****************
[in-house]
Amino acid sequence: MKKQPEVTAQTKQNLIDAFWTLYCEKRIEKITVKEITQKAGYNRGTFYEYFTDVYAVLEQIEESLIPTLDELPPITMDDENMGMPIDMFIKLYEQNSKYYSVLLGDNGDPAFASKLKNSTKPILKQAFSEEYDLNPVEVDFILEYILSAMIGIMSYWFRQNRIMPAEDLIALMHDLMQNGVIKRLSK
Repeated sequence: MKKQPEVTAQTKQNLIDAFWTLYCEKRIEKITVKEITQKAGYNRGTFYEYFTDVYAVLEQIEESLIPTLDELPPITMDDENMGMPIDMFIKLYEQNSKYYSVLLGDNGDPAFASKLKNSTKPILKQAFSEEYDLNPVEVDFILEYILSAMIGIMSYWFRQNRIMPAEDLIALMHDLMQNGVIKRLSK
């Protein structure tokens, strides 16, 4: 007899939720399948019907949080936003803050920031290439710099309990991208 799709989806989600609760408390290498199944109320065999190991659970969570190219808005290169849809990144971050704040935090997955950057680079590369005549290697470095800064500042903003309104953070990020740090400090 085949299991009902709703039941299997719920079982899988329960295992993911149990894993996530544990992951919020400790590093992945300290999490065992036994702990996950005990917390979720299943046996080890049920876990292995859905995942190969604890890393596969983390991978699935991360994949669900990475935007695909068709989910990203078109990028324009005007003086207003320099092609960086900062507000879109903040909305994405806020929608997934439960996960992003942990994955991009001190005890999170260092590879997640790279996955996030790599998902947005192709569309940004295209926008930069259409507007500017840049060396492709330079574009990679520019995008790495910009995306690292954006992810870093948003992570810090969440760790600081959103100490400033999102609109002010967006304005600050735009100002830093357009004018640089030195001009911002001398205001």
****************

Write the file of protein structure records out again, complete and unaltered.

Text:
[in-house]
Amino acid sequence: MKKQPEVTAQTKQNLIDAFWTLYCEKRIEKITVKEITQKAGYNRGTFYEYFTDVYAVLEQIEESLIPTLDELPPITMDDENMGMPIDMFIKLYEQNSKYYSVLLGDNGDPAFASKLKNSTKPILKQAFSEEYDLNPVEVDFILEYILSAMIGIMSYWFRQNRIMPAEDLIALMHDLMQNGVIKRLSK
Repeated sequence: MKKQPEVTAQTKQNLIDAFWTLYCEKRIEKITVKEITQKAGYNRGTFYEYFTDVYAVLEQIEESLIPTLDELPPITMDDENMGMPIDMFIKLYEQNSKYYSVLLGDNGDPAFASKLKNSTKPILKQAFSEEYDLNPVEVDFILEYILSAMIGIMSYWFRQNRIMPAEDLIALMHDLMQNGVIKRLSK
């Protein structure tokens, strides 16, 4: 007899939720399948019907949080936003803050920031290439710099309990991208 799709989806989600609760408390290498199944109320065999190991659970969570190219808005290169849809990144971050704040935090997955950057680079590369005549290697470095800064500042903003309104953070990020740090400090 085949299991009902709703039941299997719920079982899988329960295992993911149990894993996530544990992951919020400790590093992945300290999490065992036994702990996950005990917390979720299943046996080890049920876990292995859905995942190969604890890393596969983390991978699935991360994949669900990475935007695909068709989910990203078109990028324009005007003086207003320099092609960086900062507000879109903040909305994405806020929608997934439960996960992003942990994955991009001190005890999170260092590879997640790279996955996030790599998902947005192709569309940004295209926008930069259409507007500017840049060396492709330079574009990679520019995008790495910009995306690292954006992810870093948003992570810090969440760790600081959103100490400033999102609109002010967006304005600050735009100002830093357009004018640089030195001009911002001398205001």